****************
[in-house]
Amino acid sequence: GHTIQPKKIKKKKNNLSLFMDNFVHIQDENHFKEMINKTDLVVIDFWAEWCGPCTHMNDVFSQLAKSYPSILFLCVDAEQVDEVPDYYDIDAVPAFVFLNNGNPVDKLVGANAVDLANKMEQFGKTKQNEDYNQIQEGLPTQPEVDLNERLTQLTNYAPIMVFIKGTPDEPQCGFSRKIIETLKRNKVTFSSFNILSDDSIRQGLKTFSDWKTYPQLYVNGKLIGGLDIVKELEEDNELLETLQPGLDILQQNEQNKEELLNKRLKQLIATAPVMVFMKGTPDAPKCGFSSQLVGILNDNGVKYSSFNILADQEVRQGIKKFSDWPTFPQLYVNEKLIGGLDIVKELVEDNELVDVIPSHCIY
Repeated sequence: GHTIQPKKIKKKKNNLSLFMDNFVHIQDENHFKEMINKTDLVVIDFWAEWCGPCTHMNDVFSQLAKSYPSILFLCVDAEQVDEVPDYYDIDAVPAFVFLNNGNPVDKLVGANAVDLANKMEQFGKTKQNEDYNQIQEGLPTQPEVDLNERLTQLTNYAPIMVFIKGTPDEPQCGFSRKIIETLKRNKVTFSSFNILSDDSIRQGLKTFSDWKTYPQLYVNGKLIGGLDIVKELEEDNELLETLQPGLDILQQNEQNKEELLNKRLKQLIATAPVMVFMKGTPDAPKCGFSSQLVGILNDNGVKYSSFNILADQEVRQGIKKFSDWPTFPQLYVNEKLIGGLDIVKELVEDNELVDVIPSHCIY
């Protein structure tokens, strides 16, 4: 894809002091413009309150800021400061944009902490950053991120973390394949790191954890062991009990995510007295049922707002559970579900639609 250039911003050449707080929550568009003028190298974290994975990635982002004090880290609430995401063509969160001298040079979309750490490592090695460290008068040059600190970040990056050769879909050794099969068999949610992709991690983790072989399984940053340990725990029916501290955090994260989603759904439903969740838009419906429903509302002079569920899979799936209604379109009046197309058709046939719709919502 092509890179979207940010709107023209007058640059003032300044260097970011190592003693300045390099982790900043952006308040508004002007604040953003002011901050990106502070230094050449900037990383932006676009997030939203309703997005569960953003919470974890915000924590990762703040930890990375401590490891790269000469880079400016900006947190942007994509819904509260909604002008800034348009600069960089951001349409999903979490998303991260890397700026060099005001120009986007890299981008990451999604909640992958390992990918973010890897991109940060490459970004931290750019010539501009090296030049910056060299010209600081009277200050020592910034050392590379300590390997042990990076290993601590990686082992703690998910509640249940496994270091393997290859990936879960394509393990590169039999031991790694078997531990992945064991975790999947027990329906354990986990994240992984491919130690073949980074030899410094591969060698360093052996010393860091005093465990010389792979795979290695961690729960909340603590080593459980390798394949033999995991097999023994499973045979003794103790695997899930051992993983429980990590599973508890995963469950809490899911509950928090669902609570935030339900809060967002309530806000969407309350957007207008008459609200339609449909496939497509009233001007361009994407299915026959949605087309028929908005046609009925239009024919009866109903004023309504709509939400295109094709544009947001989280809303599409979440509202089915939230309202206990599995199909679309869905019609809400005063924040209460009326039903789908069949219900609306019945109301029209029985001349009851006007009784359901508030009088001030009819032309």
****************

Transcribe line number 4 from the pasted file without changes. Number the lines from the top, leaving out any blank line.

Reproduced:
């Protein structure tokens, strides 16, 4: 894809002091413009309150800021400061944009902490950053991120973390394949790191954890062991009990995510007295049922707002559970579900639609 250039911003050449707080929550568009003028190298974290994975990635982002004090880290609430995401063509969160001298040079979309750490490592090695460290008068040059600190970040990056050769879909050794099969068999949610992709991690983790072989399984940053340990725990029916501290955090994260989603759904439903969740838009419906429903509302002079569920899979799936209604379109009046197309058709046939719709919502 092509890179979207940010709107023209007058640059003032300044260097970011190592003693300045390099982790900043952006308040508004002007604040953003002011901050990106502070230094050449900037990383932006676009997030939203309703997005569960953003919470974890915000924590990762703040930890990375401590490891790269000469880079400016900006947190942007994509819904509260909604002008800034348009600069960089951001349409999903979490998303991260890397700026060099005001120009986007890299981008990451999604909640992958390992990918973010890897991109940060490459970004931290750019010539501009090296030049910056060299010209600081009277200050020592910034050392590379300590390997042990990076290993601590990686082992703690998910509640249940496994270091393997290859990936879960394509393990590169039999031991790694078997531990992945064991975790999947027990329906354990986990994240992984491919130690073949980074030899410094591969060698360093052996010393860091005093465990010389792979795979290695961690729960909340603590080593459980390798394949033999995991097999023994499973045979003794103790695997899930051992993983429980990590599973508890995963469950809490899911509950928090669902609570935030339900809060967002309530806000969407309350957007207008008459609200339609449909496939497509009233001007361009994407299915026959949605087309028929908005046609009925239009024919009866109903004023309504709509939400295109094709544009947001989280809303599409979440509202089915939230309202206990599995199909679309869905019609809400005063924040209460009326039903789908069949219900609306019945109301029209029985001349009851006007009784359901508030009088001030009819032309």